FutureFive NZ - Game review: Twisted Metal

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Game review: Twisted Metal

Twisted Metal was one of the first games to release alongside the PS1 console back in 1995, and became an instant hit thanks to its over-the-top violence. Vehicular combat games are a bit of a rarity these days but Twisted Metal aims to bring the genre back with this reboot for PS3. 

This is the first time the series has been released for the five-year-old console and the visual upgrades are instantly noticeable. The last two games of the series were released on the PS2 and PSP so it’s nice that the series finally makes its HD debut. Although the graphics in Twisted Metal aren’t the best I’ve seen, fans of the franchise will instantly fall in love with the visual upgrade. The levels are not only better looking but also noticeably larger compared to previous games in the series. 

Despite the obvious graphical changes, long-term fans of the Twisted Metal series will feel right at home as it’s all about violent vehicular mayhem at the end of the day. With the abundant number of FPS style games being released these days, it’s a nice change of pace playing a game like Twisted Metal where you can use all sorts of vehicles to destroy and kill your opponents. The only recent games I can recall that have involved vehicular style combat have been the FlatOut series. 

Even if you’ve never played a Twisted Metal game before, you don’t have to worry as this game is easy to master and you’ll be demolishing other cars in no time. The training mode is really helpful and teaches you all the basics of causing as much mayhem as possible. You can also opt to play the game using the old-school style controls or the more modern set-up, with the R2 and L2 buttons accelerating and braking, respectively. 

One piece of advice I will give to newcomers to the franchise is to pick a vehicle that suits your specific playing style. There’s no ‘easy’ mode in this game and the ‘normal’ difficulty setting is no pushover in itself. I have not played a Twisted Metal game since the PS1 days and I got killed in the first few seconds when I started playing this reboot. This may have been because I chose to use the motorcycle, although there’s no armour on the bike and you can expect to be exposed very easily if you’re not fast enough to dodge the enemies’ attacks. 

I eventually went the opposite way and opted to use a huge truck, which had lots more armour making it easier for me to absorb firepower from my enemies. Although it severely lacked the speed of the motorcycle, it was a better vehicle for me. This is the great thing about Twisted Metal – as there are a ton of different vehicles the game caters for all sorts of preferences. You can even use a helicopter, which is fitted with a magnet on the bottom allowing you to pick up other vehicles and throw them away. The special attacks for each vehicle vary so it’s best to experiment with every vehicle to see which one is your favorite. The ice cream truck may be the most popular choice as it gets transform into a robot, fly around and hurl bombs. Transformers fans, this is your lucky day.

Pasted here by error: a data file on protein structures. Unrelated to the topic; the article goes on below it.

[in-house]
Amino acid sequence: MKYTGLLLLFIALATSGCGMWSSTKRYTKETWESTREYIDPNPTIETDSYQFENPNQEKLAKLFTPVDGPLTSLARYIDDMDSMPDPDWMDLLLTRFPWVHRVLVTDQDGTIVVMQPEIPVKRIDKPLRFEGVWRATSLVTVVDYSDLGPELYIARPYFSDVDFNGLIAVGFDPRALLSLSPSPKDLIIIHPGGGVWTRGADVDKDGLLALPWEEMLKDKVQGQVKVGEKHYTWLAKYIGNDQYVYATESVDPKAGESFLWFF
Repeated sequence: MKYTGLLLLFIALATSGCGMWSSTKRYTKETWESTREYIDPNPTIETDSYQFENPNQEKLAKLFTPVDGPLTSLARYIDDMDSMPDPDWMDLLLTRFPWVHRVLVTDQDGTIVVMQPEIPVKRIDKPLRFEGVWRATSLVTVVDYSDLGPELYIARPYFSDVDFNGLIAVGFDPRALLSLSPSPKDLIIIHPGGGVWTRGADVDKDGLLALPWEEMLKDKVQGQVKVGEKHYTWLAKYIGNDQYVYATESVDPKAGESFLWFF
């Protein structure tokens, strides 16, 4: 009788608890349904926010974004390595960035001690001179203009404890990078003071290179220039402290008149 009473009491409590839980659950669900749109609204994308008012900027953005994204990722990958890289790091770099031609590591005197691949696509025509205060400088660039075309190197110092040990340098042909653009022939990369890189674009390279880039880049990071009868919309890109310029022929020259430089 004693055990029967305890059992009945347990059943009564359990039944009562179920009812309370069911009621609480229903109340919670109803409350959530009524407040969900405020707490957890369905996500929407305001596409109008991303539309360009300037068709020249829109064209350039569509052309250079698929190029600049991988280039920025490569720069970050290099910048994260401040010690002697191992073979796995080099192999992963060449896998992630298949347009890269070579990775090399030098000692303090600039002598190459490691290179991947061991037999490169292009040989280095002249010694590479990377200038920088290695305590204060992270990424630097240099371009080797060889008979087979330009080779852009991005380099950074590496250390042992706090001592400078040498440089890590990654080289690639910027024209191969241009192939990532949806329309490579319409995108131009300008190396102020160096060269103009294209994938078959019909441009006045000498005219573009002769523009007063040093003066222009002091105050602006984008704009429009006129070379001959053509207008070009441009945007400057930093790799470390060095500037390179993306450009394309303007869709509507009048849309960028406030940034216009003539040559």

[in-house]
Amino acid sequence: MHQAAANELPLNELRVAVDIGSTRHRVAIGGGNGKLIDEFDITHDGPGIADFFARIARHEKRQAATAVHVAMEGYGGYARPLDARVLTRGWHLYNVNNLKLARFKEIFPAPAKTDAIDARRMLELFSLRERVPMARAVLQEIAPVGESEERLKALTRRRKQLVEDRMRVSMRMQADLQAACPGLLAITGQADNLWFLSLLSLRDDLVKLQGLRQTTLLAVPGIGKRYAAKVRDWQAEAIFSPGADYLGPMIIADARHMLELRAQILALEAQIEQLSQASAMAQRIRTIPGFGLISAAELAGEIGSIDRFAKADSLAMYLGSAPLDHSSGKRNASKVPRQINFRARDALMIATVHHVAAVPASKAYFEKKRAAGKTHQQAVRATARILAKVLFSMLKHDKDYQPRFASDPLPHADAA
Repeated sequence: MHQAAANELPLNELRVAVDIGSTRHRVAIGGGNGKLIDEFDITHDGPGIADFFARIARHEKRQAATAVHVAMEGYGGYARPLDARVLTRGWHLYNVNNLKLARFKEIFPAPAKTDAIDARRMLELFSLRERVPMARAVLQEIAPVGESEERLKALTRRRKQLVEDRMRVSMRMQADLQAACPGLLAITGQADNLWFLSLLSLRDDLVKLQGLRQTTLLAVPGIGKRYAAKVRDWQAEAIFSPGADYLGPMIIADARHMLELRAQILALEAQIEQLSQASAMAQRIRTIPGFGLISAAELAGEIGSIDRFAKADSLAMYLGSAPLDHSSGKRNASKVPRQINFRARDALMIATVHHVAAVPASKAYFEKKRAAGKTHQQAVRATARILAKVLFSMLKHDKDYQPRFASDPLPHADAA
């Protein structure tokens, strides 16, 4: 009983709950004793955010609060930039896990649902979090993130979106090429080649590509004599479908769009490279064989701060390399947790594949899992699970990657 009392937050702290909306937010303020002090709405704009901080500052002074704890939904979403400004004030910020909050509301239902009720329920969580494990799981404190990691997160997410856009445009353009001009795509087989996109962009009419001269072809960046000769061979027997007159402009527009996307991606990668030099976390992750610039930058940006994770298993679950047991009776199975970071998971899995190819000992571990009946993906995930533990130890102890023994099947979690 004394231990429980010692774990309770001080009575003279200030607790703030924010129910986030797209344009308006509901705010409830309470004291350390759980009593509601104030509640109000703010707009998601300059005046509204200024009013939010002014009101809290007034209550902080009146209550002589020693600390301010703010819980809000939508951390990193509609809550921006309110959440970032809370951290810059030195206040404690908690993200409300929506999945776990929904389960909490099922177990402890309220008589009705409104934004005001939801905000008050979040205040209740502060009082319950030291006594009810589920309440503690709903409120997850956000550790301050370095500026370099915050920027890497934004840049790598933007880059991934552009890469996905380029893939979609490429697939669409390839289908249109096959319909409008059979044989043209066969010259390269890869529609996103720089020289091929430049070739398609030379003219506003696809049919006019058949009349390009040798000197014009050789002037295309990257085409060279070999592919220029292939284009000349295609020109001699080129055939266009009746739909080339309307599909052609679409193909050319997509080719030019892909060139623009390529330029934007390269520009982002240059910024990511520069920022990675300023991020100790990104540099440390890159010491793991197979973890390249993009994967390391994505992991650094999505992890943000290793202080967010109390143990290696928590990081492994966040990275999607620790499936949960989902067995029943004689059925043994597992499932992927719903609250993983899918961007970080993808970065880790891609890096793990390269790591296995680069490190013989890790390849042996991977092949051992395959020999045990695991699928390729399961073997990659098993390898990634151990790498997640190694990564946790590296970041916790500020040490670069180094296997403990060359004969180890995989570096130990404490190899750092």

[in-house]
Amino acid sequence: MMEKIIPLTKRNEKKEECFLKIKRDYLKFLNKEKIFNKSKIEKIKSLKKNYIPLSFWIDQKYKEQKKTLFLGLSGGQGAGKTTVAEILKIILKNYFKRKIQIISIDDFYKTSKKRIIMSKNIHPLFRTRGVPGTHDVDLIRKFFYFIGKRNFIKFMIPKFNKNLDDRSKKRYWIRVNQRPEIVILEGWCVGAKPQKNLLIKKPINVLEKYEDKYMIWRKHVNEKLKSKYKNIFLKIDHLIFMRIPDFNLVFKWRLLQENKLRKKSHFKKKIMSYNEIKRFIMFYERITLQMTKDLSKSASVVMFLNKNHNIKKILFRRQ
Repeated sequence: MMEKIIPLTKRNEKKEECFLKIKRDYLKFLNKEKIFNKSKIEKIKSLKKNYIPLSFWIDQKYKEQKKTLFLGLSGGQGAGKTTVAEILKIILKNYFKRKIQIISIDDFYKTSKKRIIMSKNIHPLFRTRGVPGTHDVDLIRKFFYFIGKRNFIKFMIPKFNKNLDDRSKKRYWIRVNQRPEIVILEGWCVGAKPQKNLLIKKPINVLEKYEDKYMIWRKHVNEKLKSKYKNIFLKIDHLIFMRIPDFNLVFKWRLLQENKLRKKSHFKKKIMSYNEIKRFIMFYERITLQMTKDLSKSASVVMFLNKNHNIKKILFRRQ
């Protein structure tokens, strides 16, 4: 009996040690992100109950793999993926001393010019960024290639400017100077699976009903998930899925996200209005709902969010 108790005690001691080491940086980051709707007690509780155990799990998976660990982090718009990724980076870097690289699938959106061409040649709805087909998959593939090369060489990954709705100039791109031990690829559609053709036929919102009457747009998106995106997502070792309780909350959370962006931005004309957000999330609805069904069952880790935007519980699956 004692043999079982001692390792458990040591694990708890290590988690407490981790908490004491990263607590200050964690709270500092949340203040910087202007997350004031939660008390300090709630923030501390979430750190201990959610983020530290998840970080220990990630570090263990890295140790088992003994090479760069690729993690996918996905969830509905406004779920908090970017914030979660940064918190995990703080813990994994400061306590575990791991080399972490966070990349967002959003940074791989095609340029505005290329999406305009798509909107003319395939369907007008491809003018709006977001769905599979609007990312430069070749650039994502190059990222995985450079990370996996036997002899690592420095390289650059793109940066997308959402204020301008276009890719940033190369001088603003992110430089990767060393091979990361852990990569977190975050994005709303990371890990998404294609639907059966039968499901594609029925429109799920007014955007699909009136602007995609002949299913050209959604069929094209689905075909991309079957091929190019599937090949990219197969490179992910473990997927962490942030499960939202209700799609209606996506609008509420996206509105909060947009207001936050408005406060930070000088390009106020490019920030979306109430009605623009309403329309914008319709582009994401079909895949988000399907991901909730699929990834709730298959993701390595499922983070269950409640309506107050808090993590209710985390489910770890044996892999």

Presentation-wise, Twisted Metal is definitely not a game suitable for the entire family. The mostly heavy metal and hip-hop soundtrack is entirely appropriate for this type of game, and you can expect to hear Rob Zombie, Iggy Pop, NWA and even  Wolfmother just to name a few. If this soundtrack is not your cup of tea, you can use your own playlists and music that you have saved on the PS3. This feature was previously used in Gran Turismo 5 and it would be great if other game developers used it on more PS3 games, since Xbox 360 gamers have the option to play their own songs whenever they want to (unfortunately Twisted Metal is only available on PS3).

The standard game modes are Last Man Standing, where the last player alive wins, Death Match, which is based on scoring the most points in a limited time, and Hunted, where one player is tagged as the prey and the others must target that player. All three can be played individually or in teams, and there’s also another team mode, Nuke, which is a variation on Capture the Flag.

Of course there’s a story mode too, which takes you through three characters – Sweet Tooth, Mr Grimm, and Doll Face – with each character’s story ends with an epic boss battle.

The great thing about Twisted Metal is that you can also play through the game’s main storylines in multiplayer co-op as well.  The progress is, however, separate, so if you are 50% into the story playing by yourself, the co-op story mode will start from the beginning again. One cool aspect of the story mode is that the cutscenes feature live actors in lieu of the game’s own graphics engine. 

Twisted Metal is a highly enjoyable game that shows that the vehicular combat genre has been sorely neglected over the last few years. Long-term fans of the franchise are sure to enjoy this reboot of the series and newcomers will get to fall in love with the violent mayhem the game brings to the table. If you’re sick to death of all the military shooters out there, Twisted Metal is a great alternative for your fix of blowing things to pieces. 

Graphics: 8.0
Sound: 9.0
Gameplay: 8.5
Lasting Appeal: 8.0
Overall: 8.5  

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